Can you use watercolor as underglaze?

Watercolor and underglaze are two different types of colorants, and while watercolor can be used on certain clay surfaces, it is not recommended as a substitute for underglaze.

Differences Between Watercolor and Underglaze

Watercolor and underglaze have different properties:

  • Composition: Watercolor is a pigment suspended in a water-soluble binder, while underglaze contains ceramic colorants and binders formulated specifically for use on clay.
  • Firing: Underglaze is designed to withstand the high temperatures of ceramic firing, whereas watercolor would not survive the firing process.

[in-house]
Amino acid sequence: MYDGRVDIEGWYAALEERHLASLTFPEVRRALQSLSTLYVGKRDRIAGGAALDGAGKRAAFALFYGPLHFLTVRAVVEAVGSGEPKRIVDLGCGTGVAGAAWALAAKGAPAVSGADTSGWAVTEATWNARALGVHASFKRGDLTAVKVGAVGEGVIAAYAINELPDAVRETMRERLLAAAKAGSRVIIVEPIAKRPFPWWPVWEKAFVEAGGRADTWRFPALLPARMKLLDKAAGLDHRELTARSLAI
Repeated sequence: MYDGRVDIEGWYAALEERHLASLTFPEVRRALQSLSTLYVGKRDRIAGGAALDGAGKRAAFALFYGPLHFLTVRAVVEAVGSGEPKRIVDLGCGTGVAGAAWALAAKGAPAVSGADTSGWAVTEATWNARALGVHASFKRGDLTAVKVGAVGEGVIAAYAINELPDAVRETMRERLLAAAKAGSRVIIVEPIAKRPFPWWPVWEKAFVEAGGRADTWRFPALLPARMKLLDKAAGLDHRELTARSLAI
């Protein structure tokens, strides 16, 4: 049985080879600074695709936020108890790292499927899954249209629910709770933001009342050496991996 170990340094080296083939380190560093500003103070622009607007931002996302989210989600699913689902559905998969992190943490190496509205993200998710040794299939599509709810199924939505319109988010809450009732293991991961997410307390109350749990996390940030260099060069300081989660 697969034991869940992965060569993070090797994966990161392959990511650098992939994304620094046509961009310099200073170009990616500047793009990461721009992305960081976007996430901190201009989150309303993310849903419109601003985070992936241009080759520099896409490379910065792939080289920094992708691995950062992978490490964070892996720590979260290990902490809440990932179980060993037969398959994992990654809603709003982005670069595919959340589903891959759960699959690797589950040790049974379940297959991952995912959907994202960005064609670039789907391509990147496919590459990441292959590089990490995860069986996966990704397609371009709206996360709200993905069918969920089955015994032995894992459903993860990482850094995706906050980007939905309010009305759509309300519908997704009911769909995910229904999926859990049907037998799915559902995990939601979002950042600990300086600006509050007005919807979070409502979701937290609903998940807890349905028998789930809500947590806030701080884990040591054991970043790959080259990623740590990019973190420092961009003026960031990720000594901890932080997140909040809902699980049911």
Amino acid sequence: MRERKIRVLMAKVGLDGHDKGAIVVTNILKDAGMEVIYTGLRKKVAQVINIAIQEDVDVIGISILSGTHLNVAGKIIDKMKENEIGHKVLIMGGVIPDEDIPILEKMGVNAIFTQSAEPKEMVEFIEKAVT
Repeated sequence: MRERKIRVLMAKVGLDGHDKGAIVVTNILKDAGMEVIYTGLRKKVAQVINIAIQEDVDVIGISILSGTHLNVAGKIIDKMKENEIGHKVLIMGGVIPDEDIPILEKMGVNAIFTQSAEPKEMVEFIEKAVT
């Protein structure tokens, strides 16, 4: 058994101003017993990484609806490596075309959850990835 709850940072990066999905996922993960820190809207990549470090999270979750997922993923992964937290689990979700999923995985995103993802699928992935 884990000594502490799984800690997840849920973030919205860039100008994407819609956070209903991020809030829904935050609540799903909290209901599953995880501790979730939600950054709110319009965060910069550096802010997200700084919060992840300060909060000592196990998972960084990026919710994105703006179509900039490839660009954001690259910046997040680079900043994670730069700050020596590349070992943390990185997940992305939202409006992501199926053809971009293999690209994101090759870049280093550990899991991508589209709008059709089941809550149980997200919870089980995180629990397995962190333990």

• Adhesion: Underglaze adheres to clay surfaces and interacts with glazes, while watercolor may not bond properly to the clay.

Using Watercolor on Clay

Watercolor can be applied to certain clay surfaces as an experimental technique, but the results may not be as predictable or durable as using traditional underglazes.


While watercolor can be used for certain clay experiments, it is not a direct replacement for underglaze due to differences in composition, firing, and adhesion.

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